I want to represent a 2D point in a space with SI units, something like (2,1mm; 2mm) or (2,1; 2)mm, whatever is considered best in the world of typography.

Is there a proper way to do this with with siunitx? Or do I just do

(\SI{2}{mm}; \SI{2}{mm})

The point of the question is that I don't know how to best represent a 2D point with units in text, so a predefined command with sane defaults would be useful.

Edit: I'm looking for an answear which adapts easily to different countries, without breaking consisntency.

  • 1
    A warm welcome to TeX.SE! – A Feldman Jun 21 '16 at 17:52

Here are two ways of writing them. The first one is more flexible, in that it sets a default output of millimetres, which could be changed by an optional parameter. The second one, is more simple, but it is also the only way I have ever seen it written in textbooks.

As for the confusing writing in countries where the decimal marker is a comma, in most books I have seen, they write the 2D and and 3D-points in the same way as they do in the rest of the world, changing the decimal marker to a dot. I don't know if that is true for all countries, but that is the practice in Norway. I have added code for this, using \sisetup.

It now uses \SIlist and \numlist as requested in comment. The \sisetup{}-command should possible be put inside the \NewDocumentCommand, with braces around the content, so that it only effect the command, and not a global change.

Of course, there is also the possibility of simply writing it out fully. For instance, something like:

A fence is 3 meters long and 5 meters wide.

It all depends on what it is exactly you are writing.


enter image description here


\sisetup{list-pair-separator= {; }}
    \mbox{(\numlist{#1;#2})}%% mboxes are here just to stop linebreak within a point.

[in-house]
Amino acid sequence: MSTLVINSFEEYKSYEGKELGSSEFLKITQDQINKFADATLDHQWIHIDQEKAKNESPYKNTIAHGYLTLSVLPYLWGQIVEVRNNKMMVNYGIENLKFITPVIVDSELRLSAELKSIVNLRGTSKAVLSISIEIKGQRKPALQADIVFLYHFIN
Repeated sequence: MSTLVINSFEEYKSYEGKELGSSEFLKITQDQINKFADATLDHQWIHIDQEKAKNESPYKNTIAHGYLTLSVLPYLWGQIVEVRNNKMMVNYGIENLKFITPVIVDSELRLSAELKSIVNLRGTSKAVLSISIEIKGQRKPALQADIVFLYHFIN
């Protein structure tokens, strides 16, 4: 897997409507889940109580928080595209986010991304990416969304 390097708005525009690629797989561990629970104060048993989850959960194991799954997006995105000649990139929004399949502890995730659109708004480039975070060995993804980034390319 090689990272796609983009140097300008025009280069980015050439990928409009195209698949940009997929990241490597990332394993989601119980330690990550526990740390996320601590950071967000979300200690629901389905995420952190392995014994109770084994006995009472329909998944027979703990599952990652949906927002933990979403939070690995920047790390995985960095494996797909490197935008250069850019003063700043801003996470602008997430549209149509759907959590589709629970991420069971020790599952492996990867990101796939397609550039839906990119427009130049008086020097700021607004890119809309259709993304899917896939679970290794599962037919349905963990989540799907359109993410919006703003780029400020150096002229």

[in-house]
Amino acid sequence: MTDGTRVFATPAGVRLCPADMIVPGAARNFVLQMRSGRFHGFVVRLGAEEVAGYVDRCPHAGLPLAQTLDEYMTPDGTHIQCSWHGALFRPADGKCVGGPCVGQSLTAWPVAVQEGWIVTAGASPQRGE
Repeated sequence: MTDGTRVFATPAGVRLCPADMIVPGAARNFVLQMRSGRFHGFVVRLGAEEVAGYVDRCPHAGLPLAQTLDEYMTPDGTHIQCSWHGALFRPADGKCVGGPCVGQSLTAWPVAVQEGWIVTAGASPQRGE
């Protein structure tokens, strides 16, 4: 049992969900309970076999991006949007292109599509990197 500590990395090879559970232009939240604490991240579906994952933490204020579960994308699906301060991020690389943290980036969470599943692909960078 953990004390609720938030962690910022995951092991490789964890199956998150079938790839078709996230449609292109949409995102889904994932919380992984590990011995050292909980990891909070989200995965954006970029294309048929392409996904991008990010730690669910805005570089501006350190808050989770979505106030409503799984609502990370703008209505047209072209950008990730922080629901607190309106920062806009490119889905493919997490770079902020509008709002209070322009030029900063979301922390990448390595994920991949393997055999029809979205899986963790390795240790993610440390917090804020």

We have a point at \Point{2.2}{3} and another point at \Point{5}{6.66}[\centi\metre].
Alternatively, one could write:
A fence is \SI{3.3}{\metre} long and \SI{5,7}{\metre} wide.
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  • I was looking for a more international answear. If one uses floating point numbers it can get ugly. Think \Point{2.1}{2.1} in a country (like my own) where decimal separators are ',' -> (2,1mm, 2,1mm). Also that's essentially my code wrapped in a command. But +1 for using \NewDocumentCommand for readability (didn't know it). – Olivetree Jun 21 '16 at 19:00
  • I used newDocumentCommand becouse it is easier to set up optional commands in it. It requires xparse, but most new packages use it anyway, I believe. I made an edit to the answer. – Runar Jun 21 '16 at 19:18
  • Hehe, that's cheating! By forcing the comma into a dot, you bring inconsistency to the document. But point taken, now the end-user does as he pleases with that. I'll wait a couple of days to see if someone comes up with a better answear, then mark this as solved. I don't what I want exists in the form I want :P – Olivetree Jun 21 '16 at 19:27
  • Well, It's one way of doing it. You can have a look at How do Europeans write a list of numbers with decimals?. You can change these settings to whatever fits your reader. – Runar Jun 21 '16 at 19:40
  • Because your link mentioned "list", I thought of SIlist: (\SIlist[list-pair-separator={, }, list-units=repeat]{2.1;2}{mm}) is closer to what I want, but list-pair-separator should have whatever the value of list-separator is, in this case. If you know how to do it, put in your answear and I'll accept it now :) Even if you don't, since your comment gave me the idea, update it, and I'll mark it. I prefer SIlist because it's more general, for other dimensions, and also has the options of (1mm, 1mm) or (1, 1)mm, etc, without having to write complex or many newcommands. – Olivetree Jun 21 '16 at 20:04

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